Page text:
The financial freedom Lillian mentioned was especially appealing. Students pursuing an MFA at Michigan participate in craft classes and workshops, attend readings, teach classes, and have regular individual meetings with faculty members. They turn in a thesis at the end of the second year and continue into a postgraduate fellowship for the third year, during which they engage with the community and, of course, continue writing. It’s a lot of work. All Michigan MFA students in creative writing are fully funded, though, with stipends and tuition waivers giving them three years to write without monetary burdens weighing them down.
HA: What was it about University of Michigan that drew you specifically?
LL: I will say that University of Michigan was the only place I was accepted to, so I can’t totally speak to choosing it. But for my classmates who chose it, I think it was largely because Michigan added that third year pretty soon – maybe a year or so before I came in. Before, you kind of had to compete for the third-year fellowship. The vast majority of MFA programs are only two years long. Which is still pretty great. And there’s a lot of teaching involved as well. So I think a lot of people chose Michigan because it is just a really great deal in that it’s three years, you only have to teach one year, [and] you only have to teach one class a semester.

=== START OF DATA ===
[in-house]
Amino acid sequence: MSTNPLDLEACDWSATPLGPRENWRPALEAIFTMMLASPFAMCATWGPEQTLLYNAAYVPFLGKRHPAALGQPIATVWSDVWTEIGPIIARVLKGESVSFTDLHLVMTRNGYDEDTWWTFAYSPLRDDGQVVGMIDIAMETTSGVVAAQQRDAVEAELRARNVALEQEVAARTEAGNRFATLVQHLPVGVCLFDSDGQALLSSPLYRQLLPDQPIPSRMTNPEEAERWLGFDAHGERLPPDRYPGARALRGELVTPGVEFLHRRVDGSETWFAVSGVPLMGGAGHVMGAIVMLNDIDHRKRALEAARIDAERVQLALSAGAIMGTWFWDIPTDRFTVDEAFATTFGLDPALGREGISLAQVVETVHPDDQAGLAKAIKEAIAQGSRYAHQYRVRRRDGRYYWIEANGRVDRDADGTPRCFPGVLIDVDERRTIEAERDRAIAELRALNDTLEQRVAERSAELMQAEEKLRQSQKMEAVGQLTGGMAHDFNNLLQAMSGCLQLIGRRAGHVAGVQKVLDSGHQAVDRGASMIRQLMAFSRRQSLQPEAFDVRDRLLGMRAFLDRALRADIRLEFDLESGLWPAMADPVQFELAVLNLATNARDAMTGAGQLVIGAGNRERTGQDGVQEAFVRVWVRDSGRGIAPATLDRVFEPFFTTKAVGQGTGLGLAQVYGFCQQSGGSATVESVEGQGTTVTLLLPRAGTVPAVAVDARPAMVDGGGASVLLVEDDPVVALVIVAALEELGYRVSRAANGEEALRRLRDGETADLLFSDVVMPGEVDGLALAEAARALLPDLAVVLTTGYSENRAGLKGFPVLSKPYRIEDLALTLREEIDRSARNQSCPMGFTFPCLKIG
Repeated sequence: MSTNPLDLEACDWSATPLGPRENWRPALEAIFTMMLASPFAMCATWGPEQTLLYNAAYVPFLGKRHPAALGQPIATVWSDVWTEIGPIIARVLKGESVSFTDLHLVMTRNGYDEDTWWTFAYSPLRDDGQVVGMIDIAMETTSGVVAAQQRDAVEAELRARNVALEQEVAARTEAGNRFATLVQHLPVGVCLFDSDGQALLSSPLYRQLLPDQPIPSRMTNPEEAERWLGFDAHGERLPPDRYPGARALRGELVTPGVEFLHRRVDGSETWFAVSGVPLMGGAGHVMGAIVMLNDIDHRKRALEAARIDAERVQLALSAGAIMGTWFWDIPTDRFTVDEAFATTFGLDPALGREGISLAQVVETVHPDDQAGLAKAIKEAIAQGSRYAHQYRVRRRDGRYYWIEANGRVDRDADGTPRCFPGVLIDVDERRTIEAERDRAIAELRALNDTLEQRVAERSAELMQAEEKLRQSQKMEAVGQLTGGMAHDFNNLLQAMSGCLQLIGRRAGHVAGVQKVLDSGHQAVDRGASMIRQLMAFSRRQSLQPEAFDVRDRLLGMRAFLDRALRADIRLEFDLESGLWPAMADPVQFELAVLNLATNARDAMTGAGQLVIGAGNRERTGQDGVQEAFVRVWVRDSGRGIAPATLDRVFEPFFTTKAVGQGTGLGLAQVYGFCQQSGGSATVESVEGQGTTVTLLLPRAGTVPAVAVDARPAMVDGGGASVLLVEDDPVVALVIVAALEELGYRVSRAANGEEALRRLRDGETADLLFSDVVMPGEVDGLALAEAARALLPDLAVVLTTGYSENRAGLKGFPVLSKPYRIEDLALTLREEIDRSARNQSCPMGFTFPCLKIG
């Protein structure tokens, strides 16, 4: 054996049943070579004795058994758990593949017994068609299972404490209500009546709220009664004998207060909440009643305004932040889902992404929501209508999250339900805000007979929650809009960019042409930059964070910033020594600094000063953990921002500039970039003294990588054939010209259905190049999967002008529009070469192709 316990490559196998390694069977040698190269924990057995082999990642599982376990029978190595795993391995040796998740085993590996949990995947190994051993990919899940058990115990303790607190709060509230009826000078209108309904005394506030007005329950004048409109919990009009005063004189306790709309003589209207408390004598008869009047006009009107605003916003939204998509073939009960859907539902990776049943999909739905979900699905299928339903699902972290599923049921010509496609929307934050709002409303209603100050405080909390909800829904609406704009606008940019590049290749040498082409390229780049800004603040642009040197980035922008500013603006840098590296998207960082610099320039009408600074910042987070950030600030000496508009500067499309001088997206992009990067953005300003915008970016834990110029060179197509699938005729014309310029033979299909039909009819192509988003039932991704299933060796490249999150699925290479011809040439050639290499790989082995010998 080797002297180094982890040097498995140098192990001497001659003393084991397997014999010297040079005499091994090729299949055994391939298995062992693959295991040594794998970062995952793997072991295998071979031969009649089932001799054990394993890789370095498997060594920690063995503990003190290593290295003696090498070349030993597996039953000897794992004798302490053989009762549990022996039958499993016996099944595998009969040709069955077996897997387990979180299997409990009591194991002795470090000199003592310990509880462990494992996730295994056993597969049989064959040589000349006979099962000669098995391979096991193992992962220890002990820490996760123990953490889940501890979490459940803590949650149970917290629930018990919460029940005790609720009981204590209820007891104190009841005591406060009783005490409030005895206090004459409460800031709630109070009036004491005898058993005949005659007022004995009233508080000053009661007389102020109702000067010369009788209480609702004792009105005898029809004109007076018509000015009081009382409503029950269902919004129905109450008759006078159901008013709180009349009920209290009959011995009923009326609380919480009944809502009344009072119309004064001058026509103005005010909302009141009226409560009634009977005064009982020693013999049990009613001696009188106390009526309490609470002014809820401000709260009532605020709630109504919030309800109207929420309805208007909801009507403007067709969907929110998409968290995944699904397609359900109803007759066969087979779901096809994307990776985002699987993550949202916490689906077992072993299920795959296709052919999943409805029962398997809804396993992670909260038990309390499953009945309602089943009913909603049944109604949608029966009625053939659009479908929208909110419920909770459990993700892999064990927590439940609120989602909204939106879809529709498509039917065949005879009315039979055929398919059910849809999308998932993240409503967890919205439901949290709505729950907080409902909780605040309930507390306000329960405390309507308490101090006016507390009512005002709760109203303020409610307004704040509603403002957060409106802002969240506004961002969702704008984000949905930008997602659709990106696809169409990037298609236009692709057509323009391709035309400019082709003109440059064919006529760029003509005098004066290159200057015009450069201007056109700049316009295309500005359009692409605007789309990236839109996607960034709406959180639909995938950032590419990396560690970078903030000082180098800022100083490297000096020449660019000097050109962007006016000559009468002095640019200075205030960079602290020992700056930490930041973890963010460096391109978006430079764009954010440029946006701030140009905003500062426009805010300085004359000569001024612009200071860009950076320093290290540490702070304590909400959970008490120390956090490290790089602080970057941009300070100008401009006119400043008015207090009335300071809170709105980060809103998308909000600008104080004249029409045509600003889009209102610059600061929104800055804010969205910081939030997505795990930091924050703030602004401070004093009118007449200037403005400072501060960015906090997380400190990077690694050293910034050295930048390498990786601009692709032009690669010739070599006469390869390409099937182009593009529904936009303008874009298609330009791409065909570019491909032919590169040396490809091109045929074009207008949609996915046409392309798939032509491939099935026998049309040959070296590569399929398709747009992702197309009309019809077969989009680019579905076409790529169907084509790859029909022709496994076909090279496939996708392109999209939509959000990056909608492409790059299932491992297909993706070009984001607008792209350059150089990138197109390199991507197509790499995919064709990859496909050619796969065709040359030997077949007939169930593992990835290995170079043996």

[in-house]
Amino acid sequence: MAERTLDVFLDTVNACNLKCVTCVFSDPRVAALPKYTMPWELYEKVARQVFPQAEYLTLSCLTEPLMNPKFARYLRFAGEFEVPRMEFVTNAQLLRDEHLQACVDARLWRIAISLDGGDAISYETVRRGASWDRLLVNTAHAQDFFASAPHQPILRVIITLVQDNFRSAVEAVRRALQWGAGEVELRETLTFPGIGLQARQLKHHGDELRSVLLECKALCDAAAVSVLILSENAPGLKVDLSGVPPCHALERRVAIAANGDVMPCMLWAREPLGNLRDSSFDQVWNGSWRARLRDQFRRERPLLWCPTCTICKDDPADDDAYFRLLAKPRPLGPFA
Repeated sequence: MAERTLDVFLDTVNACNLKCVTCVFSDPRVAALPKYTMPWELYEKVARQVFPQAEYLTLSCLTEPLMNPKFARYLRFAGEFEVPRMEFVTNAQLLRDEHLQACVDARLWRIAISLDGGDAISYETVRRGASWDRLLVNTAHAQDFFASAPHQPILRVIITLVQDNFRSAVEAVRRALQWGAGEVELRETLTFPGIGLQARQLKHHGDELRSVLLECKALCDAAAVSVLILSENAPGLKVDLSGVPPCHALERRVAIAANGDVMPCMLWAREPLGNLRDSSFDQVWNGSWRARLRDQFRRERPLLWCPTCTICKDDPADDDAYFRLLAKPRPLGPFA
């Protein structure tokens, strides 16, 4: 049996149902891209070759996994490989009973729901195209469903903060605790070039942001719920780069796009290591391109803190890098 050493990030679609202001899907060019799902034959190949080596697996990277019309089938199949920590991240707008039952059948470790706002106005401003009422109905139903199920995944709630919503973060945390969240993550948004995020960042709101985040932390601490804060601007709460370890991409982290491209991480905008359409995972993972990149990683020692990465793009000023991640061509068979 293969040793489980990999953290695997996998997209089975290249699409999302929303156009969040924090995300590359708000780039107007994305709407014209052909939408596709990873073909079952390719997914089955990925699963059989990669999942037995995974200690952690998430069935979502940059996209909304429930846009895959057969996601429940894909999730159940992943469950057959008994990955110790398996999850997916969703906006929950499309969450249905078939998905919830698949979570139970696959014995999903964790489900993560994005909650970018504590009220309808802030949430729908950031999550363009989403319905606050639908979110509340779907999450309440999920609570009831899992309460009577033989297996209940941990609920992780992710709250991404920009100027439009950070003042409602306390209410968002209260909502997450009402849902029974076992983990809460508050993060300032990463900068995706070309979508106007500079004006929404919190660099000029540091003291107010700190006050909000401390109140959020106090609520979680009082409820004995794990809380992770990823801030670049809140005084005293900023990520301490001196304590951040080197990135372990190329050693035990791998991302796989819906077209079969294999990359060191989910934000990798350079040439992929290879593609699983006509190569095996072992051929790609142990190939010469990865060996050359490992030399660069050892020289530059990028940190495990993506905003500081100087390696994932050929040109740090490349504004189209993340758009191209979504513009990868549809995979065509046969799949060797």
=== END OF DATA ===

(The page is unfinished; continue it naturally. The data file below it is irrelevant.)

HA: While you were here, did it feel very competitive? Or because that third year was a given for everyone maybe that took that pressure away?
LL: It didn’t feel competitive really at all because there was nothing to compete over. Hopwoods was the only time there was competition, but we understood from the beginning that the way that judging process works – it’s talent, but it’s also a crapshoot, as all competitions are. I would say that one of the great parts of Michigan that I learned once I came here is that there is no level of competition. For example, at Iowa, they have tiered scholarships. So some people who come in, they don’t have to teach at all because they get a higher scholarship. Some people get no scholarship and they have to teach the entire time. So there is that element coming in of a hierarchy. And Michigan doesn’t have that.
HA: That’s so great to hear about the [lack of] competitiveness. How small is it?
LL: I love the size of [Michigan’s] MFA program. It’s basically twelve fiction, ten poets every year for three years. So you end up having, like, sixty people all mingling around with each other. That means with twelve people, you’re going to find at least one person you really like, and there might be one person you really don’t like, but with ten other people as a buffer, you don’t have to hang out with that person. You have pretty good odds of finding people, but you won’t get lost, either.